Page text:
Just because a souvenir bears the name of the place you’re visiting doesn’t mean it was made there. Ask vendors to confirm whether something you have your eye on was made locally. Even better, try to find a local artisan who makes a living from providing such keepsakes. Chances are you’ll be much more impressed with the quality.


Embracing responsible and socially responsible tourism is about more than choosing the right accommodations, restaurants, and activities. Sometimes it means zeroing in on the right destination — one that goes above and beyond to share its treasures responsibly, in ways that nourish the community and environment.

Every year, nonprofit organization Ethical Traveler publishes a top ten list of ethical destinations that they’ve determined “have improved the most in terms of promoting human rights, preserving the environment, and supporting social welfare—all while creating a lively, community-based tourism industry.”

For 2020, that list includes Armenia, Cabo Verde, Costa Rica, Dominica, Jamaica, Mongolia, Palau, The Gambia, Trinidad and Tobago, and Uruguay. Still deciding where to go for your next vacation? This list is a great place to start.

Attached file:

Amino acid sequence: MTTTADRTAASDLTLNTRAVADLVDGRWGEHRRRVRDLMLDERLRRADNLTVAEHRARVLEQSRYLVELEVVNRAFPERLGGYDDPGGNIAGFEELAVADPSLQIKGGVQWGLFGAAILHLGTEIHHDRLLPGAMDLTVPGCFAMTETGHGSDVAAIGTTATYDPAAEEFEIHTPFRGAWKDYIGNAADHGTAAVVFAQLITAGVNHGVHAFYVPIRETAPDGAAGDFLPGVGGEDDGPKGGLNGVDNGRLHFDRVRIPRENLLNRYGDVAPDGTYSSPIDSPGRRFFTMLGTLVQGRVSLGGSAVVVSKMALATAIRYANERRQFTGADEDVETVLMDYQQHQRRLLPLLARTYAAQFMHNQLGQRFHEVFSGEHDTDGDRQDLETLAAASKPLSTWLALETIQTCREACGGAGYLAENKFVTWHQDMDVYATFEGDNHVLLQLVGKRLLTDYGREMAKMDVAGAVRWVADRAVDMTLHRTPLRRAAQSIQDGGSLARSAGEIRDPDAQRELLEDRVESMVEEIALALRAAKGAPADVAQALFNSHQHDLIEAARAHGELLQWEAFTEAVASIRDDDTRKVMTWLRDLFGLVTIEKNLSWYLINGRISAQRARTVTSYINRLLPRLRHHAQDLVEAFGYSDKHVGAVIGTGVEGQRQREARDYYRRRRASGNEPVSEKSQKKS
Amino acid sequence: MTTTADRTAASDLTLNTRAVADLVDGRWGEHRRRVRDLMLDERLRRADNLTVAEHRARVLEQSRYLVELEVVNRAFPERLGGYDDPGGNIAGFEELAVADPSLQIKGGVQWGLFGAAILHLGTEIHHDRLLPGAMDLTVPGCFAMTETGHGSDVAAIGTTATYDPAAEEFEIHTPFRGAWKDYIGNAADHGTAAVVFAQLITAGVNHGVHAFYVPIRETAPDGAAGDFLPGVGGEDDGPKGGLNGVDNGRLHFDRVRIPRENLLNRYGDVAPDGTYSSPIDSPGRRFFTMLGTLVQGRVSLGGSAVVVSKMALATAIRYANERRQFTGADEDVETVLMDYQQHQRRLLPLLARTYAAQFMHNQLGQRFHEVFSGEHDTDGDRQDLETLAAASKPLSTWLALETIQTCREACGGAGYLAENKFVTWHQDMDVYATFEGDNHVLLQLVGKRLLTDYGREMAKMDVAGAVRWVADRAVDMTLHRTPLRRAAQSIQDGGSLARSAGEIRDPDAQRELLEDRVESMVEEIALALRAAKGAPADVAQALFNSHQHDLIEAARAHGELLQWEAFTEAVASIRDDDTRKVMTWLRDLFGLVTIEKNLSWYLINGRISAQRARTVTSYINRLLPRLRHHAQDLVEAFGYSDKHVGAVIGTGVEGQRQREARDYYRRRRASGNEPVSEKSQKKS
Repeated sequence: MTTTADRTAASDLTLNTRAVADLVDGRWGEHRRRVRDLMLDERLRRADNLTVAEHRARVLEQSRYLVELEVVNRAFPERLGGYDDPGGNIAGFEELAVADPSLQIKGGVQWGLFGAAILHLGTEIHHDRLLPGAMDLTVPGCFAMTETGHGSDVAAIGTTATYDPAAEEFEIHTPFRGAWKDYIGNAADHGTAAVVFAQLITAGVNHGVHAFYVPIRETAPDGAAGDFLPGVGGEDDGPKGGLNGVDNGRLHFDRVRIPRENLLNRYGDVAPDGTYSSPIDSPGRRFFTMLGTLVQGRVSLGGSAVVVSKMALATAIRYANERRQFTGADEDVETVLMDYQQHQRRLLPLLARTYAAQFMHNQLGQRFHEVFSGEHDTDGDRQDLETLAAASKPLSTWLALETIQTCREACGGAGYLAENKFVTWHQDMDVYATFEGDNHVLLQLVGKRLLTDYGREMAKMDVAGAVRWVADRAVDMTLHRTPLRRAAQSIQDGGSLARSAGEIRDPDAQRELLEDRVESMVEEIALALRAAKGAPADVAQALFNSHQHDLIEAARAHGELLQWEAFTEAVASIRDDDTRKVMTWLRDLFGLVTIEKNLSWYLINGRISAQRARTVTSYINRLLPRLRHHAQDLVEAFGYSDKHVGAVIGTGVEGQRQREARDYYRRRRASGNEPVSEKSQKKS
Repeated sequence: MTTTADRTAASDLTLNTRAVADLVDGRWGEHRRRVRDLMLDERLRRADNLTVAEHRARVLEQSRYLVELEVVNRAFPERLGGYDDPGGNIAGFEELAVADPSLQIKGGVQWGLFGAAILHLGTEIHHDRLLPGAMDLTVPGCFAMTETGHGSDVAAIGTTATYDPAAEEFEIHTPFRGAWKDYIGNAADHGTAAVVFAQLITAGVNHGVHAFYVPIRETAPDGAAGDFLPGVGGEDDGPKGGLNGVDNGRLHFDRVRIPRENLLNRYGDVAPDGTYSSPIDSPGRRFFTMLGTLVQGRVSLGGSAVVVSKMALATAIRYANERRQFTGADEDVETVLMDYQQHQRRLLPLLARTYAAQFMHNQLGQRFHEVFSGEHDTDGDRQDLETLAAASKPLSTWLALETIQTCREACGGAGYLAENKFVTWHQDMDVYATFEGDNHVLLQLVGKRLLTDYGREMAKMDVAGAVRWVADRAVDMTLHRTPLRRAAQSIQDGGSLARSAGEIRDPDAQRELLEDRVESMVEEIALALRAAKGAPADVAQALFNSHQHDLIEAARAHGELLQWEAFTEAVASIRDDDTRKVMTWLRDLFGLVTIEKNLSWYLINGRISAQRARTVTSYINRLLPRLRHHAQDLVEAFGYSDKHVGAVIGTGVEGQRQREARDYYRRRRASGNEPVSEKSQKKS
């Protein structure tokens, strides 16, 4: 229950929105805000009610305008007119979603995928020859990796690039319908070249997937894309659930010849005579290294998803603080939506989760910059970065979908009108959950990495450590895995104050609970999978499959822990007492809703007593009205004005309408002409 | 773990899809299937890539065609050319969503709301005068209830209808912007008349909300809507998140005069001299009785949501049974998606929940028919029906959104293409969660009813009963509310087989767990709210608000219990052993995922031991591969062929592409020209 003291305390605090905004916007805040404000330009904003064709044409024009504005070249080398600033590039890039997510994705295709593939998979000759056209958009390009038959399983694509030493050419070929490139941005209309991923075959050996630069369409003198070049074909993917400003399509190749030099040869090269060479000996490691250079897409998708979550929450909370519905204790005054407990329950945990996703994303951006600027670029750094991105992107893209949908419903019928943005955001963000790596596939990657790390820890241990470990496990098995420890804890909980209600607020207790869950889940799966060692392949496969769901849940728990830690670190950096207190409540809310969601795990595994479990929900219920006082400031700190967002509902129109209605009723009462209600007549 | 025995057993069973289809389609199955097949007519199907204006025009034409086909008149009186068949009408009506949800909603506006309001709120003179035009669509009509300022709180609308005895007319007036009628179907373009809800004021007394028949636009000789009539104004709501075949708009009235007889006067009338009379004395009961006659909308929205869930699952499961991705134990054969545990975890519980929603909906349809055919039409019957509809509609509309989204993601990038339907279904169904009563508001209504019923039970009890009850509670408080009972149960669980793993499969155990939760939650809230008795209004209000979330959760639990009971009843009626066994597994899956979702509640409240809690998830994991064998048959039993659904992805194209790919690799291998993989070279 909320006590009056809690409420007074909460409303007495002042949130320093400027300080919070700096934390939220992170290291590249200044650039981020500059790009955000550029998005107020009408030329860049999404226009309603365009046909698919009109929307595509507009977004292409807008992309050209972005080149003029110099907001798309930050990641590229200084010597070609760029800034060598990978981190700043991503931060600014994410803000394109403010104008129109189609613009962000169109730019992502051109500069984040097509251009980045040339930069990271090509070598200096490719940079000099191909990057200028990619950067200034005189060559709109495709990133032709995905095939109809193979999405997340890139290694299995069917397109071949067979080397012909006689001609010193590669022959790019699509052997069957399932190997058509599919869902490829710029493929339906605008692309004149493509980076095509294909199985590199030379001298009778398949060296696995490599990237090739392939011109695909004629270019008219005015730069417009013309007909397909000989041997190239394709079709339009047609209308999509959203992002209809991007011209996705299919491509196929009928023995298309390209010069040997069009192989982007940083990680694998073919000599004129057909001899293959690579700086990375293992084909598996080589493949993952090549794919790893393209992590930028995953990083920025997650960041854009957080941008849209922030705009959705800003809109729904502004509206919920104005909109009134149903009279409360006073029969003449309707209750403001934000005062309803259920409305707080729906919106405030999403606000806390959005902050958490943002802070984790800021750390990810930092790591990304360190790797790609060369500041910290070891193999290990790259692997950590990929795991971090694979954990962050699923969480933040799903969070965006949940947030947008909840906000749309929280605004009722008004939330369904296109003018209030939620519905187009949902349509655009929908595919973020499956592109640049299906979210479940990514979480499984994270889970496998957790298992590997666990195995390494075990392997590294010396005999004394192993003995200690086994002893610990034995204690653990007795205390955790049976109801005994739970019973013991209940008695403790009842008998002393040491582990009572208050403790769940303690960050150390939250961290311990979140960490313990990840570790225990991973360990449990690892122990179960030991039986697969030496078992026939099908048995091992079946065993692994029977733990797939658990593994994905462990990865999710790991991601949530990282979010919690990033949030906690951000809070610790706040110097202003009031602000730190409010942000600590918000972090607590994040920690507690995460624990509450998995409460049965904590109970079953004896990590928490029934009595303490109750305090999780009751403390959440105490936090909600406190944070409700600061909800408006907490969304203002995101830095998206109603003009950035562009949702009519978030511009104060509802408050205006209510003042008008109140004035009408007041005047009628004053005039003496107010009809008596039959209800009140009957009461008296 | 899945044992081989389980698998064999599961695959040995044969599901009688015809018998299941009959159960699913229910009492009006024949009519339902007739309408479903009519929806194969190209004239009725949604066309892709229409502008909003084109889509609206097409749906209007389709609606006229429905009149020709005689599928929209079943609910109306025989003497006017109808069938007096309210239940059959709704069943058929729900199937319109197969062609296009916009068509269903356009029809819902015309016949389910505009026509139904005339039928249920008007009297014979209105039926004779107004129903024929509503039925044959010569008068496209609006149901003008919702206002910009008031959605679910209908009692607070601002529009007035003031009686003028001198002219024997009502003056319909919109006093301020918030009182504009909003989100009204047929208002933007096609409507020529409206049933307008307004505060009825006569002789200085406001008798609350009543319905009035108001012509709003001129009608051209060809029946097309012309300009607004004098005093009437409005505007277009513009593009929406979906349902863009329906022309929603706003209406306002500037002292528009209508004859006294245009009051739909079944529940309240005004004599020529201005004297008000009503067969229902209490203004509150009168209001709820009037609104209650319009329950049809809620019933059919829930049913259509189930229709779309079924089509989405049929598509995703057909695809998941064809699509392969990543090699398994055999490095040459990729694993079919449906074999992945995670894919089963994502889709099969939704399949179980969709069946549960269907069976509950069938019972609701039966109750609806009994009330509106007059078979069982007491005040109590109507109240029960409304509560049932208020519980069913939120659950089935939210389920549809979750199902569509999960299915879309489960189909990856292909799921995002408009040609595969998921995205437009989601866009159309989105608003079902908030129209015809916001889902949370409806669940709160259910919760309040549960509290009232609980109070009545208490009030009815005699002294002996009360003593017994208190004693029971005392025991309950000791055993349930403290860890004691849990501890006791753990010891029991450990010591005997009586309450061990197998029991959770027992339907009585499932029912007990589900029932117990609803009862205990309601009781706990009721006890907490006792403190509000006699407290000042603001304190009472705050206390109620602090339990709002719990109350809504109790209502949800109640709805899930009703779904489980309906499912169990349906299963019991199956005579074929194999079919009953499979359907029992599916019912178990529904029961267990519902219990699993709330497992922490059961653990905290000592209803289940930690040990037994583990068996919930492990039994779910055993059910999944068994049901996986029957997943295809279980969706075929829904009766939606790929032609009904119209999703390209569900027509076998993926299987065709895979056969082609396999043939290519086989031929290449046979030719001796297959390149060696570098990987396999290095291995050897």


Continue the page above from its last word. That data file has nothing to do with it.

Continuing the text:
Those dirt-cheap short hops from point A to point B can be tempting, especially if you’re trying to cover a lot of ground during your trip. But according to reports from the Cambridge Institute for Sustainability Leadership, around 5% of global greenhouse gas emissions are attributable to tourism.

Cutting down on flying can help reduce this number a lot. Consider overland options like public transit, trains, or local tourism companies committed to environmentally friendly transit. Getting around by foot or bicycle is another great option.


Travel is all about connecting with people and cultures, and there’s no better way to acquaint yourself with a destination and its people than hiring a local tour guide. You’ll feel good supporting this person’s venture while getting a more authentic, in-depth look at the destination.

A walking tour is even better — you’ll take transport out of the equation and get to spend more time fully immersed in the area. Not sure how to go about finding a good guide? A responsible travel advisor in Myght’s network can point you in the right direction.


Ready to explore your options for finding responsible travel advisors? Connect with one of our vetted responsible travel advisors.